The desperate plight of millions of Americans has pushed many charity and relief programs to the brink of collapse. Toy campaigns this holiday season are signaling a shortage of volunteers and donations as demand has increased due to the pandemic. Several national and local housing assistance funds have been depleted, and food banks are bracing for shortages while trying to cope with increased demand.

Without a deal in Congress, the situation looks set to get worse. There are about 12 million Americans on Emergency Pandemic Unemployment Compensation or Unemployment Assistance Pandemic – the two emergency programs launched in March to deal with the economic fallout from the virus. . These benefits expire before or on December 26.

In the meantime, new jobless claims continue to be filed at record levels every week. And more than 26 million American workers are still currently affected by the coronavirus.

About 12 million renters in the United States will owe an average of $ 5,850 in rent and utilities by January 2020, and millions face eviction from their homes when the Moratorium on Evictions from the Centers for Disease and Control will expire on December 31.

Nearly 26 million American adults, 12% of adults in the United States, said their household did not have enough to eat in the past seven days, according to the latest US Census data.

Melinda Cawthorne Shannon of Tampa, Florida lost her job in restaurant management when the pandemic hit. The 60-year-old woman spent eight or more hours a day during the week trying to connect with the Florida Department of Economic Opportunity to issue and resolve her claim, and eventually started receiving benefits after 14 weeks, and is still missing of payments for several. weeks. She takes care of her daughter, who is unable to work due to several health problems.

“As of July 26, 2020, we are surviving on an unemployment income of $ 900 per month after tax, which is Florida’s maximum unemployment payment. This amount doesn’t even cover the cost of renting our little apartment, ”said Cawthorne Shannon. “We sold all personal items except a car, which had a fair value to pay a bill. So now we sleep on pallets or lawn chairs. She doesn’t know if they’ll be able to stay in their apartment after New Years.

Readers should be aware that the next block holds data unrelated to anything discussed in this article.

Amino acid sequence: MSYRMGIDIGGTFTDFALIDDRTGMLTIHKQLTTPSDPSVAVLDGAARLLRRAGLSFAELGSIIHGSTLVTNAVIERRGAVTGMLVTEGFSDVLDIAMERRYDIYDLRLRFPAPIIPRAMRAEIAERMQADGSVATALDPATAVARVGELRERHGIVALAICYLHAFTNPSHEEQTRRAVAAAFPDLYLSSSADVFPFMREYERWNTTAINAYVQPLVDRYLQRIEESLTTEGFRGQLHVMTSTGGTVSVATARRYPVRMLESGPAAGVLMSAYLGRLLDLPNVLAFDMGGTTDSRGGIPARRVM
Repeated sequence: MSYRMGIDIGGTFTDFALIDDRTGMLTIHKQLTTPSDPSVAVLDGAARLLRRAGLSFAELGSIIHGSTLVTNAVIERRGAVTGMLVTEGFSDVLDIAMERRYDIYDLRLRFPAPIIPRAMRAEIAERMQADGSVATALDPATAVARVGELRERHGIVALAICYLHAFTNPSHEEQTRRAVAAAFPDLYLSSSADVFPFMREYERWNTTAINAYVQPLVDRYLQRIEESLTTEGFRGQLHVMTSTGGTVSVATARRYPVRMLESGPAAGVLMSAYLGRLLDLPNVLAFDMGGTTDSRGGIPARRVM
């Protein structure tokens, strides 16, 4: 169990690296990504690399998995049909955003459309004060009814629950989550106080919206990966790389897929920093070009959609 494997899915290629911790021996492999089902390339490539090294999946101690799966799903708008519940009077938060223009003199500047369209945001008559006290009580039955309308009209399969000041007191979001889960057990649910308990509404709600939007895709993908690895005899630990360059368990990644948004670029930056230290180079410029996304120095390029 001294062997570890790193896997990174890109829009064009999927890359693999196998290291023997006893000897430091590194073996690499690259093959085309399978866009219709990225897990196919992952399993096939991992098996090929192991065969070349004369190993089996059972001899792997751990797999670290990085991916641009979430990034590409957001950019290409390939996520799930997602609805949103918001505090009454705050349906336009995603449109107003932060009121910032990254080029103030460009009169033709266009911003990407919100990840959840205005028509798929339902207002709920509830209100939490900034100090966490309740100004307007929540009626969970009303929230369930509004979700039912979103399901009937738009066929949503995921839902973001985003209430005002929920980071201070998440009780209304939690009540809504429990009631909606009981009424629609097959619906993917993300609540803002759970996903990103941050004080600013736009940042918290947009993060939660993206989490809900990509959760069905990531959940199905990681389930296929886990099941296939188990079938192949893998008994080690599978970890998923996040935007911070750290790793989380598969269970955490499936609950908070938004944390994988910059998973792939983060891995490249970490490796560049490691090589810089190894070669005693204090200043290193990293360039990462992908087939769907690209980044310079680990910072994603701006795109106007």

For Thanksgiving, Cawthorne Shannon and her daughter could only afford sandwiches with stuffing and cranberry sauce. This year for Christmas, they cannot afford to celebrate it at all. They hope next year will be better.

“Christmas will just have to be a day,” she said. “We considered sending out some Christmas cards, but that would require cards and stamps. We will regret adopting angels from angels, shopping for gifts and laughing. Because we don’t know if we will be living at home on the 1st of the New Year, we have made the decision not to decorate for the season.

Brittany Martins of Evansville, Wisconsin, was unemployed when the pandemic hit after losing her sales job. In July, she found a part-time job but still relied on partial unemployment benefits, but these suddenly stopped after being instructed by her national unemployment agency to file a claim for unemployment assistance in the event of pandemic, and is still waiting to resolve its claims issues.

“I lost my car, I’m about to lose my apartment and things are getting worse. I basically told my kids I was sorry, but don’t expect Christmas or Hanukkah this year, ”Martins said. “They are sad and upset, but they see how much we are struggling. I told them that once I start working I hope we can take a day trip or a weekend to make up for Christmas.